Membrane introduction mass spectrometry
Fast and sensitive analysis of aromatic and polyaromatic compounds (PAH) is of high importance due to their environmental behavior, high biological activity and toxicity . Very low concentrations of such compounds in marine environments make their detection and monitoring difficult. Therefore, time-consuming enrichment techniques (such as purge-and-trap and laborious extraction techniques) are applied. 
A promising alternative constitutes the application of membrane inlets coupled to resonance enhanced photoionization (REMPI) time-of-flight mass spectrometers (TOF-MS) to extract and analyze these compounds directly without sample preparation. As a result of the specific ionization scheme REMPI provides selective and sensitive detection of (poly)aromatic species. [3,4]
A challenge for the utilization of REMPI in aquatic systems is the transfer of dissolved analytes to the gas phase. An auspicious approach constitutes the application of membrane inlets. For membrane inlet mass spectrometry (MIMS) analytes are transported selectively from the liquid phase through a semipermeable membrane (e.g. silicon-membrane) into the vacuum of the mass spectrometer by a process called pervarporation (figure 1), losing the matrix in the process. After adsorbing and solvation, analytes are transported through the membrane based on the gradient of concentration and pressure. Additionally the adsorption step results in a slight enrichment of analytes on the membrane surface.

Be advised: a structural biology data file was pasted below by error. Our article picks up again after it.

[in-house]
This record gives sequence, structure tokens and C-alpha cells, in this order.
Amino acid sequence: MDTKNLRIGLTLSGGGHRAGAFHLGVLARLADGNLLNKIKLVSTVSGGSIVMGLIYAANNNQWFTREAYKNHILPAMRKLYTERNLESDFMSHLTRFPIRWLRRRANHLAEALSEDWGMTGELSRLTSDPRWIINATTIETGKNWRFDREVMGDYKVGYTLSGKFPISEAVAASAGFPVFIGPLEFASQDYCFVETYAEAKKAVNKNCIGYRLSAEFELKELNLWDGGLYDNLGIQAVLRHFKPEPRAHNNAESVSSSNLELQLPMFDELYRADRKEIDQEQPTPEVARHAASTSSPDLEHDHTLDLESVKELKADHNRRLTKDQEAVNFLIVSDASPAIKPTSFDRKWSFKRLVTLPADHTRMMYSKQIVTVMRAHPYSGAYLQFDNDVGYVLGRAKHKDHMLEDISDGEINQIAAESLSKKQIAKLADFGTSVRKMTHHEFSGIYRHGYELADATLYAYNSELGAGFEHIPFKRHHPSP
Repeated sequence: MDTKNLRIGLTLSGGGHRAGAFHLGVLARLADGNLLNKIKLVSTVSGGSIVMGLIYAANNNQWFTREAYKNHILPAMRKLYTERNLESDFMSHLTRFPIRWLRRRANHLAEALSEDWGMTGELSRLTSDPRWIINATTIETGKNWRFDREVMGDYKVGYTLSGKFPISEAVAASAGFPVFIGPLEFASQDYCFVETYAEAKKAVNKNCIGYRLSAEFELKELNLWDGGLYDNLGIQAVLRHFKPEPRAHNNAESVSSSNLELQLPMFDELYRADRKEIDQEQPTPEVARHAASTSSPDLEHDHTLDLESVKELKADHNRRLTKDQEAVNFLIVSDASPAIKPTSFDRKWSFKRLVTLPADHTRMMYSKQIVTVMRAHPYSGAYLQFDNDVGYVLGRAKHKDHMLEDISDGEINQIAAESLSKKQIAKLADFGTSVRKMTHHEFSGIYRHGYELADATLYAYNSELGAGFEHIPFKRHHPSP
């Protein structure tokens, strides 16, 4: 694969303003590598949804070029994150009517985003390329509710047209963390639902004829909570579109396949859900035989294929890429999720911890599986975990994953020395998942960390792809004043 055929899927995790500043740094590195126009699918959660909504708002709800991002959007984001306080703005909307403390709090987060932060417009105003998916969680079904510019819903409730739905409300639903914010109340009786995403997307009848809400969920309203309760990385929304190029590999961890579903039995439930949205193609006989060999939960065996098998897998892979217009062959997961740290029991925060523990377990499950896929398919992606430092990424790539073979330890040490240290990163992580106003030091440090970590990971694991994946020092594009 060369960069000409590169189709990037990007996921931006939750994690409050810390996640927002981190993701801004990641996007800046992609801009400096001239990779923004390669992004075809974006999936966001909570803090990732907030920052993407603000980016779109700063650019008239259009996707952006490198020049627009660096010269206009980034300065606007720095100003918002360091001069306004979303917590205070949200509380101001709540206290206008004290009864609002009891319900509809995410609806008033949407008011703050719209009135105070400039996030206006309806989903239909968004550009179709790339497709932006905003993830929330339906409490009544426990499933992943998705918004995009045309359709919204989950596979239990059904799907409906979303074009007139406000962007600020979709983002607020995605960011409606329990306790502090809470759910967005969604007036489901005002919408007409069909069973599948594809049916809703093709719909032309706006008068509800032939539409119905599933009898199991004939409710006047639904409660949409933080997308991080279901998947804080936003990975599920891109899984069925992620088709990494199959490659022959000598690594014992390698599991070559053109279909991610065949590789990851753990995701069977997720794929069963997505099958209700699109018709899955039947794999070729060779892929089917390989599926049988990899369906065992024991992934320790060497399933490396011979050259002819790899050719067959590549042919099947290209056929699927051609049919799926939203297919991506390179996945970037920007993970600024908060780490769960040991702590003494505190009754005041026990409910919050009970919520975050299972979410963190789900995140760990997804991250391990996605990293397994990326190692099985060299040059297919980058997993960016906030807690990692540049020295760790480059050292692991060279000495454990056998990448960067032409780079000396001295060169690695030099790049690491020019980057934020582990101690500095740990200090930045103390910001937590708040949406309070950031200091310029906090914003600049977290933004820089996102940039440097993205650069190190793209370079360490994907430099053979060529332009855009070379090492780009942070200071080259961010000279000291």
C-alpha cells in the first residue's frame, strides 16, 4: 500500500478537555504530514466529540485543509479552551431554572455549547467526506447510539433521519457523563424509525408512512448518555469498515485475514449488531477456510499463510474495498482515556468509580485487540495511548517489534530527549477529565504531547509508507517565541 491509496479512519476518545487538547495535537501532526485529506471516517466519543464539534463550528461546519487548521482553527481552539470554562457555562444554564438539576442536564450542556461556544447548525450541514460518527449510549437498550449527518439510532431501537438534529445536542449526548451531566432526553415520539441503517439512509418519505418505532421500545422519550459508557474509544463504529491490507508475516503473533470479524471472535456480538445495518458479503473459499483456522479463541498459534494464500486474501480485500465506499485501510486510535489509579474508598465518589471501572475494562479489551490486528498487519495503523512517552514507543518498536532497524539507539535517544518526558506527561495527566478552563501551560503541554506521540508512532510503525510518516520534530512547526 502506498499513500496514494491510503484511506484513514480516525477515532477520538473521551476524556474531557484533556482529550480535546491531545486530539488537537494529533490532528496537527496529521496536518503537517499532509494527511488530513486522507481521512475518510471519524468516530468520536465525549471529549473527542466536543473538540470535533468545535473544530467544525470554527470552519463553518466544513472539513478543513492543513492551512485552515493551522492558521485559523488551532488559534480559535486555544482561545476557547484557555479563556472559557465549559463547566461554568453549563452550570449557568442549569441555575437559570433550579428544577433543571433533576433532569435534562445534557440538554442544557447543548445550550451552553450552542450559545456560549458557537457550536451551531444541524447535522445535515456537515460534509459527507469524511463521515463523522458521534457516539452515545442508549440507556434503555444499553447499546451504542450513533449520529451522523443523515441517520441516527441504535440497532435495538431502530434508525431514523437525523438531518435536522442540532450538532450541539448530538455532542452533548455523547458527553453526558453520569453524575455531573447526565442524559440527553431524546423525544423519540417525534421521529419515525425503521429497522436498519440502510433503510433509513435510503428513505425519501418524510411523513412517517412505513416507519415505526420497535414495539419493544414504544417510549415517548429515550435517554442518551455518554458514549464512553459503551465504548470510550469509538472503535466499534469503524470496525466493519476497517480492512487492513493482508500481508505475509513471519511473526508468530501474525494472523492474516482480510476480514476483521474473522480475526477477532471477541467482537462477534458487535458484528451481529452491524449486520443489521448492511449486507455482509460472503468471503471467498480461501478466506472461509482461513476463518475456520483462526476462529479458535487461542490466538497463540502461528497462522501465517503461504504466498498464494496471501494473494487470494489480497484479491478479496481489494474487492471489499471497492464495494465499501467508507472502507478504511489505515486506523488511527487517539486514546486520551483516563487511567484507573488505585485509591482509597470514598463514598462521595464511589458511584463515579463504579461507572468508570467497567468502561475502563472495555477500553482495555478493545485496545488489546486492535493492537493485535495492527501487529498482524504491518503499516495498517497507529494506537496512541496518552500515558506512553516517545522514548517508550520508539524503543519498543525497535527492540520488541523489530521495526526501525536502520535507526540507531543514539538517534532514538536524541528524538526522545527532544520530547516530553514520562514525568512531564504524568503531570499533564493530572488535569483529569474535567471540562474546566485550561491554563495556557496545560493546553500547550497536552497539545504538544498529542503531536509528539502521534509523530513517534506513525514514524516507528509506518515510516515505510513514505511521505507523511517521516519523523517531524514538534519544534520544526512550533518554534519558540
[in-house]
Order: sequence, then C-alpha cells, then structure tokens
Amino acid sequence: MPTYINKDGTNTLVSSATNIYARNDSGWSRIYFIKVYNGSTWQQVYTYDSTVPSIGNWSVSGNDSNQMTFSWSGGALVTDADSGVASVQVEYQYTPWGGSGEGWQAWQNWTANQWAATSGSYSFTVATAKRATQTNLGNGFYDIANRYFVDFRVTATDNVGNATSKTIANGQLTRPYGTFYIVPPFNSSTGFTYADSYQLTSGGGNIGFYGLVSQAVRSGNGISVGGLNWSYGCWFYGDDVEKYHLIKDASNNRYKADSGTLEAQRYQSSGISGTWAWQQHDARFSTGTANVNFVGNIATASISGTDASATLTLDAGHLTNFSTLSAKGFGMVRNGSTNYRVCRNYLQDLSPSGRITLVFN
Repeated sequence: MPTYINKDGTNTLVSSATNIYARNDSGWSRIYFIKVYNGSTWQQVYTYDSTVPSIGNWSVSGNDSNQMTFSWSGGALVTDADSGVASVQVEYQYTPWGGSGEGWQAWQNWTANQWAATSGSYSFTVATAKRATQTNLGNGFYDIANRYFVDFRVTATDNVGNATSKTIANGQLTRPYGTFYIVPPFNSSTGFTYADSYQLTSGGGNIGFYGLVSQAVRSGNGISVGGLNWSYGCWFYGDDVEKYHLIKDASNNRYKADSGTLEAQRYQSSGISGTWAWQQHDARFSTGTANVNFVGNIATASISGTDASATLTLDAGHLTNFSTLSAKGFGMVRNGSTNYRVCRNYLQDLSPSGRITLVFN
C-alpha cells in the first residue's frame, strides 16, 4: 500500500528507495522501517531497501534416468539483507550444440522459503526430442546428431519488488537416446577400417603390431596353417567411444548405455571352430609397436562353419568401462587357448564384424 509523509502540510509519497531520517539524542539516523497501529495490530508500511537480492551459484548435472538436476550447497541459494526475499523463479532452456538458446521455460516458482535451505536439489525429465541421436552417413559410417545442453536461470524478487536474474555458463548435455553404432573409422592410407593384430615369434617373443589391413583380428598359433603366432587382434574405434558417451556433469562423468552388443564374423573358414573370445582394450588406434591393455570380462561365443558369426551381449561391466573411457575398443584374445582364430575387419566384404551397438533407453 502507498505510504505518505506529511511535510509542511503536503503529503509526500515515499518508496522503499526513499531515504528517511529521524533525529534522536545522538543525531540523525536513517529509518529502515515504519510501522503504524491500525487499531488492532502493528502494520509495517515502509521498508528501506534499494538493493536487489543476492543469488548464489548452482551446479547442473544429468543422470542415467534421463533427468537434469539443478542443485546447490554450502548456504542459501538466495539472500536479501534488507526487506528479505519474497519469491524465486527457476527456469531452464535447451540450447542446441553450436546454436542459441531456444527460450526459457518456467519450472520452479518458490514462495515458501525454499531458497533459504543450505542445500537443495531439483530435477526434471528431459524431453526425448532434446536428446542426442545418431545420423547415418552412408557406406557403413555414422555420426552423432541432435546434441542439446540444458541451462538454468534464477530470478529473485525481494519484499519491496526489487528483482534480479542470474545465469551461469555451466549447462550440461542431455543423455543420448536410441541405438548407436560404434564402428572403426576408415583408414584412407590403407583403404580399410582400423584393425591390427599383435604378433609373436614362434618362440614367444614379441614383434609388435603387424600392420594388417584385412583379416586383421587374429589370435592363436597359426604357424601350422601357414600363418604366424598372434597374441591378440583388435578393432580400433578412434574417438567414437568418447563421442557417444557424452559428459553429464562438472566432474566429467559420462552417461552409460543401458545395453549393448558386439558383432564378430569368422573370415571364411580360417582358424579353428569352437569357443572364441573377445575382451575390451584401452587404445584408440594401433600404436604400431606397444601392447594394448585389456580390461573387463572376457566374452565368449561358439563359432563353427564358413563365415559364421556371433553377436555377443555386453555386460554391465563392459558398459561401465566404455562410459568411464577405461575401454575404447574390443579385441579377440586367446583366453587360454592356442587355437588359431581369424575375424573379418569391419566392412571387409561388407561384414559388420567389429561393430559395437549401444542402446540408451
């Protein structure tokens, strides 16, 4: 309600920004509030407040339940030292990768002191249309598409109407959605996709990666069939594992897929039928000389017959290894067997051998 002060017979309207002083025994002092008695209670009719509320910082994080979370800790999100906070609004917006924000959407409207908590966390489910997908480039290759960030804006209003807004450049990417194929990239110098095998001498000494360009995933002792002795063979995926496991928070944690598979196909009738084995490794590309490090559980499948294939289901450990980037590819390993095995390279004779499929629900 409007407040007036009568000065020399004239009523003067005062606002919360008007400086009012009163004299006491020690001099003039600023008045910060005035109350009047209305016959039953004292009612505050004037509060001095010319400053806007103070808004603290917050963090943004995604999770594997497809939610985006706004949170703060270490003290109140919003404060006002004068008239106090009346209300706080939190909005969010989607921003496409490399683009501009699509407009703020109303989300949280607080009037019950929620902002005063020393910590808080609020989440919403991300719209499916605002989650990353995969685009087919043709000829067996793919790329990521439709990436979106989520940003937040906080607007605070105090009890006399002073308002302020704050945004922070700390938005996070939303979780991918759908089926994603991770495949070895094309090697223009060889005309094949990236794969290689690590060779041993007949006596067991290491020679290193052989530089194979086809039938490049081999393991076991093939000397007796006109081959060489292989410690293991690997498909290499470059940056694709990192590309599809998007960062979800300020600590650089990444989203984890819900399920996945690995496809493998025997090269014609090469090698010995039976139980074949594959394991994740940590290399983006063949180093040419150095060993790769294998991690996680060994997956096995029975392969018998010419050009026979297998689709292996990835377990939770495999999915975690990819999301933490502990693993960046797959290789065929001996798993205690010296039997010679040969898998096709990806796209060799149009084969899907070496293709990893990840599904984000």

Advantages are enrichment of the analytes on the membrane surface and a considerable reduction of analysis time.
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 R.A. Ketola, R.T. Short, R.J. Bell, Membrane Inlets for Mass Spectrometry, in: Comprehensive Sampling and Sample Preparation, 2012, pp. 497–533.